Aurora won't start enforcement against child sex offenders staying at church mission -- for now
The city of Aurora won't initiate action this week against child sex offenders living and working at the Wayside Cross Mission, according to Mark Weinberg, one of the attorneys for 19 men who are suing the city in federal court.
The men had asked Judge Rebecca Pallmeyer for a temporary restraining order requiring the city to register plaintiffs at the mission at 215 E. New York St., and prohibiting the city from arresting any who remain at the mission beyond July 26.
On June 26, Aurora police sent the men letters saying that staying at the mission violated a state law prohibiting them from living within 500 feet of a playground, and that they had 30 days to move out.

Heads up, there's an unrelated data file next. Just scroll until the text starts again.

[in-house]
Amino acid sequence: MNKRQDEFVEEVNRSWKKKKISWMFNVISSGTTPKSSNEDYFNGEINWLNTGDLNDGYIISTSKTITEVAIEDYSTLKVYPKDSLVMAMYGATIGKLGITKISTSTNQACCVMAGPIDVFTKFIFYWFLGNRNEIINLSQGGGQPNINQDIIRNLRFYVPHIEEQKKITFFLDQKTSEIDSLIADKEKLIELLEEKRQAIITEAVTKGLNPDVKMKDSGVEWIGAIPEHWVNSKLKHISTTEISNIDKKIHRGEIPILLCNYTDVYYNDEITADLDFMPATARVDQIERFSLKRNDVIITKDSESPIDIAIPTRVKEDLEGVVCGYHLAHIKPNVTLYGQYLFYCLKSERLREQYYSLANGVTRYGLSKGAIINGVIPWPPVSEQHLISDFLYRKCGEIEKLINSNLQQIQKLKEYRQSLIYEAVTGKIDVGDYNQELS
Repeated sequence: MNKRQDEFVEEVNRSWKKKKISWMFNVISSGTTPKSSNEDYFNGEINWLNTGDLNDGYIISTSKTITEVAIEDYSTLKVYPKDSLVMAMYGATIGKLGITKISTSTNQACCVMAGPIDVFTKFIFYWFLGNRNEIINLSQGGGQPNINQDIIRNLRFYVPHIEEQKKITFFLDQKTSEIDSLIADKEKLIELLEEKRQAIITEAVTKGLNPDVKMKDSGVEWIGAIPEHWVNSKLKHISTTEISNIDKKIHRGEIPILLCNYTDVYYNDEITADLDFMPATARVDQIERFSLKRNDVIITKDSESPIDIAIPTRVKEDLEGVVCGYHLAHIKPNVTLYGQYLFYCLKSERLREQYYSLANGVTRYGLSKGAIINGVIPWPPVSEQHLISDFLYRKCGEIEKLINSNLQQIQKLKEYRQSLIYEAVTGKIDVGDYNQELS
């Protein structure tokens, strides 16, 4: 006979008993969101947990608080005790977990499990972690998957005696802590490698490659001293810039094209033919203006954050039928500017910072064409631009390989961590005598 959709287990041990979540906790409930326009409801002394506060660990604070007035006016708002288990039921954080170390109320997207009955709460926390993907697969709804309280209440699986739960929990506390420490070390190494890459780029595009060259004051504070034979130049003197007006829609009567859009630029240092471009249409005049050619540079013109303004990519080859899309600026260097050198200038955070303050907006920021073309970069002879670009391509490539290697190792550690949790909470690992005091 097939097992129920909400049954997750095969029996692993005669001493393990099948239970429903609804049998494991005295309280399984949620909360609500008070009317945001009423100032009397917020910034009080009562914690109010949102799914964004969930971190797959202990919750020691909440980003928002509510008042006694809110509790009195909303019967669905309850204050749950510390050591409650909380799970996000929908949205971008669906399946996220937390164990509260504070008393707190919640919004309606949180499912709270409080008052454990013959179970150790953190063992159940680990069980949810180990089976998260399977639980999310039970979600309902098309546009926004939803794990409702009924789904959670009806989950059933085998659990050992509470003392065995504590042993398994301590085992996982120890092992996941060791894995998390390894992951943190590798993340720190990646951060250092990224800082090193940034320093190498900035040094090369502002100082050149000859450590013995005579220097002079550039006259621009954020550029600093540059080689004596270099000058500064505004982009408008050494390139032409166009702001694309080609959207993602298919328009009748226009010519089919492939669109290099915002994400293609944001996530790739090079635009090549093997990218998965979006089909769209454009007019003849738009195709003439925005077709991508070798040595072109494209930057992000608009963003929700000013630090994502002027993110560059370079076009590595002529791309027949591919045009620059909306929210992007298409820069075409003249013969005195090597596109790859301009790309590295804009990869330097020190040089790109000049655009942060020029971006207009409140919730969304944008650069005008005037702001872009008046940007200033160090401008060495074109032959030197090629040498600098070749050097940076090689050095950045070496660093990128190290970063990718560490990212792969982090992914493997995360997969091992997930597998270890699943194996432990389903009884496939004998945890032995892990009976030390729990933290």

Online federal court records indicate Pallmeyer granted part of the TRO request, and denied another part, and that the two sides were to submit a written order Wednesday for her to sign.
The lawsuit argues that child sex offenders have stayed at the mission for many years, participating in programs to improve their lives. Police say they remeasured the distance from the mission to the park at 350 E. Galena Blvd. earlier this year, as part of an effort to give addresses to city parks, and discovered the previous measurement was not correct.
The suit also argues the park is not a playground. The city argues a water-spraying splash pad in the center qualifies, because it is meant for children to play in.
The city's attorneys argued that the city never said it was going to pursue enforcement of the law. Whether to pursue charges would be up to the Kane County state's attorney, it argued, because a violation would be a felony, and only the state's attorney or a grand jury can bring a felony charge.
It also argues the park's primary feature is the water-spray feature.